Designated June 27, 2006
The New York and Long Island Coignet Stone Company Building is a pioneering example of concrete construction in the United States. Designed by William Field and Son in 1872, it was originally part of a five-acre factory complex that extended along the Gowanus Canal and the recently constructed 4th Street Basin, from 3rd to 6th Streets. The building was conceived to showcase Beton Coignet, a type of concrete that was patented in France by Francois Coignet during the 1850s and produced at this location. Two distinct types of cast stone remain visible: pre-cast details and blocks on the upper stories, and a monolithic poured-in-place foundation.
*Excerpt from the Landmarks Preservation Commission designation report
STATUS Designated Individual Landmark
In its day, the Gowanus Canal was the center of industrial growth in Brooklyn and remains a spectacular piece of commercial infrastructure. It was the main reason that Brooklyn transformed from farmland to an industrial giant in the latter half of the 19th and early...Explore the Neighborhood >
“I don’t know what the City would be without HDC. [They] testified before LPC time after time and helped us focus on the right issues. We would not be an historic district without HDC! ”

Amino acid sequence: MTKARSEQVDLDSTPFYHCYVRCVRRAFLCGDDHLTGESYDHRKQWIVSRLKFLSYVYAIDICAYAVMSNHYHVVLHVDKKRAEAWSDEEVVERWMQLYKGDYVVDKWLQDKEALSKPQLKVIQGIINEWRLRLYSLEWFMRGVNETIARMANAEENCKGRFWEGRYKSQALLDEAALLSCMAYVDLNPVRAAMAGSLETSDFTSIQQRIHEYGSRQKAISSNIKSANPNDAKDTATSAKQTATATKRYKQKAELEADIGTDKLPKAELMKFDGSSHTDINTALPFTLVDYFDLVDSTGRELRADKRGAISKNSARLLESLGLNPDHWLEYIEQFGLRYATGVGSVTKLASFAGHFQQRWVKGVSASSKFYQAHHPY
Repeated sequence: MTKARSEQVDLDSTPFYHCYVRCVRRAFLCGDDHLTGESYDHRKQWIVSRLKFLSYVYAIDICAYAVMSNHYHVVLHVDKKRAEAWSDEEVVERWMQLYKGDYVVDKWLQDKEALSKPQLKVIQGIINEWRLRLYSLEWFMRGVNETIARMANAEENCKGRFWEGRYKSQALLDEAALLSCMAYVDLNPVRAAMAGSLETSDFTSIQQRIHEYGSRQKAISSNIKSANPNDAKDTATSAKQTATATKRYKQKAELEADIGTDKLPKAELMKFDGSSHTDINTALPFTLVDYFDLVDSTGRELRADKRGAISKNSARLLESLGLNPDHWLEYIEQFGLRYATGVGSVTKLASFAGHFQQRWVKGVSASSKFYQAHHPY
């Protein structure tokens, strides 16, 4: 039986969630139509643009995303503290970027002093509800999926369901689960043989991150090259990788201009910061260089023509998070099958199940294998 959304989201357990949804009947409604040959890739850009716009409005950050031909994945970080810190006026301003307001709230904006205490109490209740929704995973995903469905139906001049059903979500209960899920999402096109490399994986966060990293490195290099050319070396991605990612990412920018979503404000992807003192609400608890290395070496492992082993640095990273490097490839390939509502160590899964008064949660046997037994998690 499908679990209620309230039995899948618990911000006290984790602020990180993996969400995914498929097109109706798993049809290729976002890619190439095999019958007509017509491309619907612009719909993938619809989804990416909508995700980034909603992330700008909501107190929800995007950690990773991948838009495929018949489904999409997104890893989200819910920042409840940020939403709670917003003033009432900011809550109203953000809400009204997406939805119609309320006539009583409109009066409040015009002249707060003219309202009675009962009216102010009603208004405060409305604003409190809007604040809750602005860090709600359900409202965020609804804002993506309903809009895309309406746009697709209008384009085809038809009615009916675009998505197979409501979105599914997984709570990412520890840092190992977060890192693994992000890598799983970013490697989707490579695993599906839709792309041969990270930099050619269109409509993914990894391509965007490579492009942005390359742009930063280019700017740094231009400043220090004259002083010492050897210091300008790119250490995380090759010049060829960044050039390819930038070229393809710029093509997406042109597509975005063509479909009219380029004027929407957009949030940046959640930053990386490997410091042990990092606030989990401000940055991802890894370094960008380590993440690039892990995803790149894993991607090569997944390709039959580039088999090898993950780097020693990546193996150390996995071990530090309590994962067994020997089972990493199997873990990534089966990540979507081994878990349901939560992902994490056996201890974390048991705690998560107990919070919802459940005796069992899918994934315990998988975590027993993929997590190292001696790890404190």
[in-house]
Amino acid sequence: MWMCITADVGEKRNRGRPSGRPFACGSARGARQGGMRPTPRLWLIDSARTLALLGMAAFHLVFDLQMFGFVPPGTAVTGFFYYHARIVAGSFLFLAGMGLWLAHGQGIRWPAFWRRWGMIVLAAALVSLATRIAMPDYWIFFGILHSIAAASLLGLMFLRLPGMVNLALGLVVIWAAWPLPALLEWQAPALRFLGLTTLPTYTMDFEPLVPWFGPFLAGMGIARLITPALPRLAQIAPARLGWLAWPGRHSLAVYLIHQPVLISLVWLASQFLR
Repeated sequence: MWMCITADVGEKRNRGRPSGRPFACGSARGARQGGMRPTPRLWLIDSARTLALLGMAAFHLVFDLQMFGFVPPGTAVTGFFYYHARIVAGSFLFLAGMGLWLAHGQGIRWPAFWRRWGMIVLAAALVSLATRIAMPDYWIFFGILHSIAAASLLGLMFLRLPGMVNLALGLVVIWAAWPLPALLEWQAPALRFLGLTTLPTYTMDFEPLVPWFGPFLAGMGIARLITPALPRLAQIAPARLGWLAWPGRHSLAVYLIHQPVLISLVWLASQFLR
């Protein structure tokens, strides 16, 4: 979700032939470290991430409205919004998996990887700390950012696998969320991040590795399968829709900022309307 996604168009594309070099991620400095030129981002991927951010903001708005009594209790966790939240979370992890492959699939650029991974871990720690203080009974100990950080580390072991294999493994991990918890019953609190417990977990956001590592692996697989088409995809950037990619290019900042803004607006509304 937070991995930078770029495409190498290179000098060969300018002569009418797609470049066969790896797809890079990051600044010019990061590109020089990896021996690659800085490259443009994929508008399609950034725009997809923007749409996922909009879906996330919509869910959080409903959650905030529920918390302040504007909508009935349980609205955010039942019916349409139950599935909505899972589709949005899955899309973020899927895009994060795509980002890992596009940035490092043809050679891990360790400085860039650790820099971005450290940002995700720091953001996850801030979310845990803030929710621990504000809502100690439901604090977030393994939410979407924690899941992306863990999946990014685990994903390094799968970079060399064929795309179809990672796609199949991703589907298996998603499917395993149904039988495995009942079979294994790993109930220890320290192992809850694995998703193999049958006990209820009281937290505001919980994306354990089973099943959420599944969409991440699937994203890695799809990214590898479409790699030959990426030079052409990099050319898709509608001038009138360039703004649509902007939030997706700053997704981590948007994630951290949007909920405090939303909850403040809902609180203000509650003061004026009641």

Doreen Gallo: DUMBO Neighborhood Alliance
“Use HDC as a resource because they know what they are doing and can offer advice on how to go about creating a district from every front: architectural, political, LPC, and the media. I had floundered prior to my involvement with this invaluable organization.”
Fern Luskin: Lamartine Place Historic District; Friends of Lamartine Place & Gibbons Underground Railroad Site
“HDC provided guidance and shared information during that process—we knew which Council members were going one way or another and we changed a few minds. I don’t think NoHo would have had as cohesive a district had it not been for HDC’s aid.”
Zella Jones: NoHo Historic District; NoHo East; and NoHo Extension
“I remember Richard saying at a meeting, we have someone here from HDC, Nadezhda Williams, Director of Preservation and Research, to help us. She said to us, ‘You are not the only ones going through this.’ HDC included us in an enormous community”
Erika Petersen: West End Preservation Society
"HDC has begun a series of projects to highlight the Bronx's architectural and cultural history. From booklet's and research highlighting specific sites and historic districts to the HDC's symposium in October 2018 to the latest community-based committee to look into further possible sites to qualify for landmarking, the HDC has established projects that will serve the Bronx community well."
City Lore, Folklorist
Bronx Music Heritage Center, Co-Artistic Director
"Welcome2TheBronx is grateful for the advocacy done by the Historic Districts Council on behalf of the people of The Bronx. Through their deep connections and understanding of the importance of preserving our local histories, The Bronx has been able to have several spotlights shown on endangered communities as gentrification creeps into the borough."
Ed García Conde,
founder and Executive Director,